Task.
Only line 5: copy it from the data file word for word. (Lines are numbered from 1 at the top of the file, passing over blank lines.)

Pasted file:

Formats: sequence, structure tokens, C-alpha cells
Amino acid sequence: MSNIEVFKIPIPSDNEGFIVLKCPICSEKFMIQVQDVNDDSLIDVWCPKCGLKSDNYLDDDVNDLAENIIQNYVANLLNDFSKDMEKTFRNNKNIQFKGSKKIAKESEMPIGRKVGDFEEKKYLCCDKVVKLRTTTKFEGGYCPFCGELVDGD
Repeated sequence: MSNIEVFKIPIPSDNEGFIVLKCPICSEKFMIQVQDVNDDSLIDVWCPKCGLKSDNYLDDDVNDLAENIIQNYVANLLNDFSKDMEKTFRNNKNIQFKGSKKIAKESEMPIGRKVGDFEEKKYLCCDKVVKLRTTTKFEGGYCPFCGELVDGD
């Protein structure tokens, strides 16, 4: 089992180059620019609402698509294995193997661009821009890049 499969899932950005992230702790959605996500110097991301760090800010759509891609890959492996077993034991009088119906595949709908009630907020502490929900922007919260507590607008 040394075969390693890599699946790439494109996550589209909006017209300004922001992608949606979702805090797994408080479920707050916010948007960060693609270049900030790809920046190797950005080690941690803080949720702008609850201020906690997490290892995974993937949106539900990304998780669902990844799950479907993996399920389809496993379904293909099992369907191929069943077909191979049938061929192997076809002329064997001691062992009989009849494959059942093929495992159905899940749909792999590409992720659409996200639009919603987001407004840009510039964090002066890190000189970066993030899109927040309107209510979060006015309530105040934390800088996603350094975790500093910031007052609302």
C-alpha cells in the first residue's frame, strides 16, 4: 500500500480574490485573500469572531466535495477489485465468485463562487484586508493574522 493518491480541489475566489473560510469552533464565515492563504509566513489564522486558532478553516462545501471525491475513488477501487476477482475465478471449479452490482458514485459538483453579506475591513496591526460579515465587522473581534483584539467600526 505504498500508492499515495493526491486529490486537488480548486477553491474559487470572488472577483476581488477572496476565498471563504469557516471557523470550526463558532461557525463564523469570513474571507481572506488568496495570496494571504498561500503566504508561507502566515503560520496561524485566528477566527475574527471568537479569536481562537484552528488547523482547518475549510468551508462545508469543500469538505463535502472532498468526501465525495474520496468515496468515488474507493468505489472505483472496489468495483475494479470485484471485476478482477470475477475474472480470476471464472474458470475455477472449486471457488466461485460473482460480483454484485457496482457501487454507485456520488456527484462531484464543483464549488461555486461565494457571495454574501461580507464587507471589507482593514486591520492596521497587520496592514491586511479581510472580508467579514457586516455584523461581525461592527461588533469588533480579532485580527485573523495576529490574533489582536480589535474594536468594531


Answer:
C-alpha cells in the first residue's frame, strides 16, 4: 500500500480574490485573500469572531466535495477489485465468485463562487484586508493574522 493518491480541489475566489473560510469552533464565515492563504509566513489564522486558532478553516462545501471525491475513488477501487476477482475465478471449479452490482458514485459538483453579506475591513496591526460579515465587522473581534483584539467600526 505504498500508492499515495493526491486529490486537488480548486477553491474559487470572488472577483476581488477572496476565498471563504469557516471557523470550526463558532461557525463564523469570513474571507481572506488568496495570496494571504498561500503566504508561507502566515503560520496561524485566528477566527475574527471568537479569536481562537484552528488547523482547518475549510468551508462545508469543500469538505463535502472532498468526501465525495474520496468515496468515488474507493468505489472505483472496489468495483475494479470485484471485476478482477470475477475474472480470476471464472474458470475455477472449486471457488466461485460473482460480483454484485457496482457501487454507485456520488456527484462531484464543483464549488461555486461565494457571495454574501461580507464587507471589507482593514486591520492596521497587520496592514491586511479581510472580508467579514457586516455584523461581525461592527461588533469588533480579532485580527485573523495576529490574533489582536480589535474594536468594531